The irony does not escape me that I have two posts back-to-back, one about death and the other about being alive. This is how life happens — or to be exact, how it disappears. There is life, and then there is death. When you least expect it, without prediction or warning. One day your friend or parent or lover is at the other end of the phone, and the next day, the number is disconnected, the person gone. I have lost friends and lovers over the years, some to death, some by choice. People have walked away voluntarily and people have lost their lives accidentally, but the pain is always there, the absence gaping.
One of my friends, surprised at the depth of my grief over this most recent loss, asked me if it was the first time I had lost a friend. Of course it is not. I have lost friends to death and I have lost friends to (their) life (choices). This is the cycle of living. This is what it means to be human. You lose and you gain, and somehow, if you are lucky, there is a sense of karmic equilibrium.
But that does not make it any easier.
Alan Lightman writes:
I don’t know why we long so for permanence, why the fleeting nature of things so disturbs. With futility, we cling to the old wallet long after it has fallen apart. We visit and revisit the old neighborhood where we grew up, searching for the remembered grove of trees and the little fence. We clutch our old photographs. In our churches and synagogues and mosques, we pray to the everlasting and eternal. Yet, in every nook and cranny, nature screams at the top of her lungs that nothing lasts, that it is all passing away. All that we see around us, including our own bodies, is shifting and evaporating and one day will be gone.
Perhaps it is because I have lost so much, because my life has come with so little permanence, that I cling to what permanence I can preserve. I have moved and moved and moved again. I can’t remember the name of a single person with whom I went to elementary school. I do not see anyone from junior high school. The people I see from high school are few and far between. I have switched coasts and switched countries. I only speak to one member of my family (my mother) on a regular basis. Much of my post-18 life has been spent alone by necessity and circumstance and stubborn self-sufficiency.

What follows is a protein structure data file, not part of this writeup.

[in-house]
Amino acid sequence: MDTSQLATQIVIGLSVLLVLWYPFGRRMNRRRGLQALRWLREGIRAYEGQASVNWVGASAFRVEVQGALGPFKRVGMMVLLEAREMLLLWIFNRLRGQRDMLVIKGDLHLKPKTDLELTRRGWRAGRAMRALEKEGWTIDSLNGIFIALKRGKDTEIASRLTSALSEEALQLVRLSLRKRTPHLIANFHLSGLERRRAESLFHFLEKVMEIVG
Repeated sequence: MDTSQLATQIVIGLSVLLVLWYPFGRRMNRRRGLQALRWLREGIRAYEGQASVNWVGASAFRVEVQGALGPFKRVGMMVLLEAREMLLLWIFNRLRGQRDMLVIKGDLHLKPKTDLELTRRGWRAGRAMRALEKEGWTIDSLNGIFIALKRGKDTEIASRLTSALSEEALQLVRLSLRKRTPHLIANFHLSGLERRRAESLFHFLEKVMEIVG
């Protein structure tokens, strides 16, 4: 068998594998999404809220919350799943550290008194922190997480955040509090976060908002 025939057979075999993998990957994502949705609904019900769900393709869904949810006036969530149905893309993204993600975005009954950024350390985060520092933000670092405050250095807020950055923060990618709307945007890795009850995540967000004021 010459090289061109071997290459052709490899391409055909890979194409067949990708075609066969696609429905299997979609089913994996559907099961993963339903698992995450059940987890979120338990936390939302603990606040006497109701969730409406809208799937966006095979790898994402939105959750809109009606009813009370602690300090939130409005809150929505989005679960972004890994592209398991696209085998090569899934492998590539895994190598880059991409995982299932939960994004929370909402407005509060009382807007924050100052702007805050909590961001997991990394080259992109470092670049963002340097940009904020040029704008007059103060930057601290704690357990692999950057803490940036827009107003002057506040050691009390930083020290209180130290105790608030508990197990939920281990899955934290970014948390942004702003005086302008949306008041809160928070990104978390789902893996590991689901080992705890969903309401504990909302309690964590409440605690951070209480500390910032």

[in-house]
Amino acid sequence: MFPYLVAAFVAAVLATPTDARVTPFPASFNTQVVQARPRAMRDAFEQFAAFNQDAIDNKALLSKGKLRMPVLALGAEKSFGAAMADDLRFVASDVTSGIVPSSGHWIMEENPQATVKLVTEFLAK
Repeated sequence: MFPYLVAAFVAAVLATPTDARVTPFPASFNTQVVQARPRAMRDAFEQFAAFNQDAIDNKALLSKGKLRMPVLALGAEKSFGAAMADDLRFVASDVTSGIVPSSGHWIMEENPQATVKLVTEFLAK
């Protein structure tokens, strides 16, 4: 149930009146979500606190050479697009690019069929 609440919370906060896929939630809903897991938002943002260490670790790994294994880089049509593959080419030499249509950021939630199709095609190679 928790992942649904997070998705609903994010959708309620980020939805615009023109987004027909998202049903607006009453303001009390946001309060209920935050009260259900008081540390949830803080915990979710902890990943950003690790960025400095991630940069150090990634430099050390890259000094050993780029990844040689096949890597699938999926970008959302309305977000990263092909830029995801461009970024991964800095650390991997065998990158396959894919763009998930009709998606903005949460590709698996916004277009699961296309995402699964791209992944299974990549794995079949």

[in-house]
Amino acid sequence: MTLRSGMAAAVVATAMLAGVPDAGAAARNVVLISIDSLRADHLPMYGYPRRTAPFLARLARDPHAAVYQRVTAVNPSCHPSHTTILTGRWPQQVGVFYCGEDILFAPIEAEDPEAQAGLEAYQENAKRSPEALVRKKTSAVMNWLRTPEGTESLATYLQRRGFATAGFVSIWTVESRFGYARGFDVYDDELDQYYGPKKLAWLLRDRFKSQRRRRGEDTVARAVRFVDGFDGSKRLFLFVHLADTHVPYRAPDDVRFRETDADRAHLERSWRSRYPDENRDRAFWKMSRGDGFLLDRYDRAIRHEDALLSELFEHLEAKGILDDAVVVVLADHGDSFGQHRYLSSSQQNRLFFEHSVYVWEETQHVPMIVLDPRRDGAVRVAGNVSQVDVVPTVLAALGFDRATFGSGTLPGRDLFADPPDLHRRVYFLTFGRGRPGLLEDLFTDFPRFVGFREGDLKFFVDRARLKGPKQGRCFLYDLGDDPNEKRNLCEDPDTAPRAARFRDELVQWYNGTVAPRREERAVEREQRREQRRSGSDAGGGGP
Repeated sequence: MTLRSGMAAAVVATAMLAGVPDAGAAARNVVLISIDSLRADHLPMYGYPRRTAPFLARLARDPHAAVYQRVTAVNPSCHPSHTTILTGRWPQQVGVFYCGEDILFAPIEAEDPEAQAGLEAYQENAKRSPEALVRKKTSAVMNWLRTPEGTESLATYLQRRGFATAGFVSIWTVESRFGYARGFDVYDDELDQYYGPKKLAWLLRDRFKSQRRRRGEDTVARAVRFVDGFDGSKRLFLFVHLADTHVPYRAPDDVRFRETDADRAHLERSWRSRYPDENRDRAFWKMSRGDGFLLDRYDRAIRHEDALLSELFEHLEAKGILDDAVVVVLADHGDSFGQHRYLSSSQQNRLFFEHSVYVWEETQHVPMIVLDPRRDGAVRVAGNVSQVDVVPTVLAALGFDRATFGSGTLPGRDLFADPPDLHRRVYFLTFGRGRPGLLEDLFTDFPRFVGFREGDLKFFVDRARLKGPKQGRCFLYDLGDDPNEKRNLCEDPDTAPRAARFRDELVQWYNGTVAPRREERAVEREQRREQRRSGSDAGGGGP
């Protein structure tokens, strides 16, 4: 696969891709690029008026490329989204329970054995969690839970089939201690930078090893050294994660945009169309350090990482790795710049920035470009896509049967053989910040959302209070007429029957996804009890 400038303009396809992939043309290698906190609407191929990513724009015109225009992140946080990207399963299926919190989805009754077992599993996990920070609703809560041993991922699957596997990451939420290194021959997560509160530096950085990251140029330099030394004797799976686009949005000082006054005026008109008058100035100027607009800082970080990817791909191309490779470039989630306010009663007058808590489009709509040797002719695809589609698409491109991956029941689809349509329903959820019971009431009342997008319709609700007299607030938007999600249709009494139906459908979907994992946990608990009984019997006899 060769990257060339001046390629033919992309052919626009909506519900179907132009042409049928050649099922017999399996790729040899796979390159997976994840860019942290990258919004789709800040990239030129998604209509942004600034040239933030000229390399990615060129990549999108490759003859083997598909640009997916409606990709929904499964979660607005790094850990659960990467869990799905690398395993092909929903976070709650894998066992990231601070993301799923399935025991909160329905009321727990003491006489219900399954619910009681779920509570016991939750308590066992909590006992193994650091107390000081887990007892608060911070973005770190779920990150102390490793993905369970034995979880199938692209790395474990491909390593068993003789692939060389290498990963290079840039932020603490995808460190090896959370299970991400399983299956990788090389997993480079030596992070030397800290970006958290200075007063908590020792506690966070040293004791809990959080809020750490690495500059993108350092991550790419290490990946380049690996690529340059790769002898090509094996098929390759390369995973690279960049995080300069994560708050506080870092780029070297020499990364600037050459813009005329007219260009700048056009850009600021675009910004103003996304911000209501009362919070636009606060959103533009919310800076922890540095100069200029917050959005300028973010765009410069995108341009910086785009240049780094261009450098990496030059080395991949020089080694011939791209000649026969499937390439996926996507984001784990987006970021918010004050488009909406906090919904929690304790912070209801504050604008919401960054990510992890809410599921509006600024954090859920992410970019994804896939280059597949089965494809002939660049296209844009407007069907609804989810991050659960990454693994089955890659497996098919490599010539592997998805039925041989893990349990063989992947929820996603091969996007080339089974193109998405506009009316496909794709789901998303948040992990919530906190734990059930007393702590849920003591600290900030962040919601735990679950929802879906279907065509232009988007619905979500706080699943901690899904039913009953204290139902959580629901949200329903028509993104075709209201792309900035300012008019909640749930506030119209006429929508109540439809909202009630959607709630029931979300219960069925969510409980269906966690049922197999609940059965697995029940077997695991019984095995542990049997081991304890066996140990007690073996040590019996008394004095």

At almost 38, I am still single. I share a home with my dog, who is my family. My mother lives 7500 miles away, and I see her once a year, if I’m lucky. Most of my friends are married, with families of their own. They love me, this is not a sob story, but I am often forgotten on holidays, events Hallmark dictates as family-centric. I am jokingly described in these situations as an orphan, as someone necessitating an extra chair, the awkward third (or fifth or seventh) wheel. You know, the one without the toddler. The one without the husband. The one without the family Christmas/Passover/Thanksgiving dinner plans.
None of this is meant to be emo-centric. Rather, this is all a preamble for the fact that, by choice and by necessity, my friends have become my family.
My friends have provided me with a sense of permanence that my life lacks.
My friends have given me stability and support and sustenance.
My friends may be staggered around the world, ranging from Berlin to London to Toronto to Nashville to New York and LA, I may not see them with any consistency, but that kind of physical consistency is irrelevant. We may not brunch with any frequency, they may all be busy people, we may not chit chat, but they are always there. They are always there when I need them, and I am always there when they need me.
They have been there for years, decades even, and they know me. There is no need for explanation or preface or autobiographical anecdotes. In times of need, one of us sends out an SOS, and the call is answered. And when there is no SOS, no matter. Every few weeks or months, there is a catch-up conversation. Or there is a Facebook exchange. Or a Skype call.
It does not matter how often contact happens. The point is that they are there. They are my family. They are the roots I so desperately need, despite my stubborn claims to sufficiency.
And even though nature screams that nothing lasts, I always hope that it will, that these people will, because they are all I have to hold myself together, to anchor myself. They are the strength against which I can push to move forward. And futile and naive as it may seem, I pray they will always be there. And when they are not, when they disappear or fade away, I feel as shaken as a tree whose roots have been destroyed.